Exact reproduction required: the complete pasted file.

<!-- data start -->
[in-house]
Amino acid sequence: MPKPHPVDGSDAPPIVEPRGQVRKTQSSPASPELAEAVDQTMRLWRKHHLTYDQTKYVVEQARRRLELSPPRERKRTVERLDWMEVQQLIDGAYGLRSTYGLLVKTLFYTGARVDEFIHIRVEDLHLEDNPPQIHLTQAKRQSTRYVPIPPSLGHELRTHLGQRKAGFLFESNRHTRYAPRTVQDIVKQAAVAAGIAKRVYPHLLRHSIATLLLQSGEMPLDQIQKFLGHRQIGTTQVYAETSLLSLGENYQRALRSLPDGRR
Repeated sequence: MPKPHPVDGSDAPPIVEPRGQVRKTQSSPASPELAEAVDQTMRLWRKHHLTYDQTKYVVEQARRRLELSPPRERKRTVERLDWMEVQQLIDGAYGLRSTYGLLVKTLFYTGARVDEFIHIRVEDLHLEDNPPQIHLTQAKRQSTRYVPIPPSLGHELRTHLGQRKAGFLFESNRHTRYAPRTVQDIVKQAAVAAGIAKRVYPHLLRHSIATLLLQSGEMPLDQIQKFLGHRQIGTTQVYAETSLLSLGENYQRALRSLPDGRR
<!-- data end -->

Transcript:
[in-house]
Amino acid sequence: MPKPHPVDGSDAPPIVEPRGQVRKTQSSPASPELAEAVDQTMRLWRKHHLTYDQTKYVVEQARRRLELSPPRERKRTVERLDWMEVQQLIDGAYGLRSTYGLLVKTLFYTGARVDEFIHIRVEDLHLEDNPPQIHLTQAKRQSTRYVPIPPSLGHELRTHLGQRKAGFLFESNRHTRYAPRTVQDIVKQAAVAAGIAKRVYPHLLRHSIATLLLQSGEMPLDQIQKFLGHRQIGTTQVYAETSLLSLGENYQRALRSLPDGRR
Repeated sequence: MPKPHPVDGSDAPPIVEPRGQVRKTQSSPASPELAEAVDQTMRLWRKHHLTYDQTKYVVEQARRRLELSPPRERKRTVERLDWMEVQQLIDGAYGLRSTYGLLVKTLFYTGARVDEFIHIRVEDLHLEDNPPQIHLTQAKRQSTRYVPIPPSLGHELRTHLGQRKAGFLFESNRHTRYAPRTVQDIVKQAAVAAGIAKRVYPHLLRHSIATLLLQSGEMPLDQIQKFLGHRQIGTTQVYAETSLLSLGENYQRALRSLPDGRR